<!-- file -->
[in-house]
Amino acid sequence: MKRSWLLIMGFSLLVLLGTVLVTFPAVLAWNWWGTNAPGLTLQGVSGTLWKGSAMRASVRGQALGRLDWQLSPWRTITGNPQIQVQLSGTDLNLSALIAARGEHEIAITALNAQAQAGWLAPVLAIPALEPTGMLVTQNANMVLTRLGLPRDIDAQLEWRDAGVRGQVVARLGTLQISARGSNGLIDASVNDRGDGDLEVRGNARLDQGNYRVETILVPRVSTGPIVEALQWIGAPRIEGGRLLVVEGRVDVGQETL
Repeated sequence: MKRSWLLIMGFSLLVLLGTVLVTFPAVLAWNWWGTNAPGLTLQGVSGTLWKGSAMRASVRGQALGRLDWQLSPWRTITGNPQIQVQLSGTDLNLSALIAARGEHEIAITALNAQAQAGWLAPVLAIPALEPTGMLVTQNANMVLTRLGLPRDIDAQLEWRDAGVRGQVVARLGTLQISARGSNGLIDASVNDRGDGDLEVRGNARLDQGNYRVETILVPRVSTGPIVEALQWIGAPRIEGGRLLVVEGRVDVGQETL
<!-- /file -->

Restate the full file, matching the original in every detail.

[in-house]
Amino acid sequence: MKRSWLLIMGFSLLVLLGTVLVTFPAVLAWNWWGTNAPGLTLQGVSGTLWKGSAMRASVRGQALGRLDWQLSPWRTITGNPQIQVQLSGTDLNLSALIAARGEHEIAITALNAQAQAGWLAPVLAIPALEPTGMLVTQNANMVLTRLGLPRDIDAQLEWRDAGVRGQVVARLGTLQISARGSNGLIDASVNDRGDGDLEVRGNARLDQGNYRVETILVPRVSTGPIVEALQWIGAPRIEGGRLLVVEGRVDVGQETL
Repeated sequence: MKRSWLLIMGFSLLVLLGTVLVTFPAVLAWNWWGTNAPGLTLQGVSGTLWKGSAMRASVRGQALGRLDWQLSPWRTITGNPQIQVQLSGTDLNLSALIAARGEHEIAITALNAQAQAGWLAPVLAIPALEPTGMLVTQNANMVLTRLGLPRDIDAQLEWRDAGVRGQVVARLGTLQISARGSNGLIDASVNDRGDGDLEVRGNARLDQGNYRVETILVPRVSTGPIVEALQWIGAPRIEGGRLLVVEGRVDVGQETL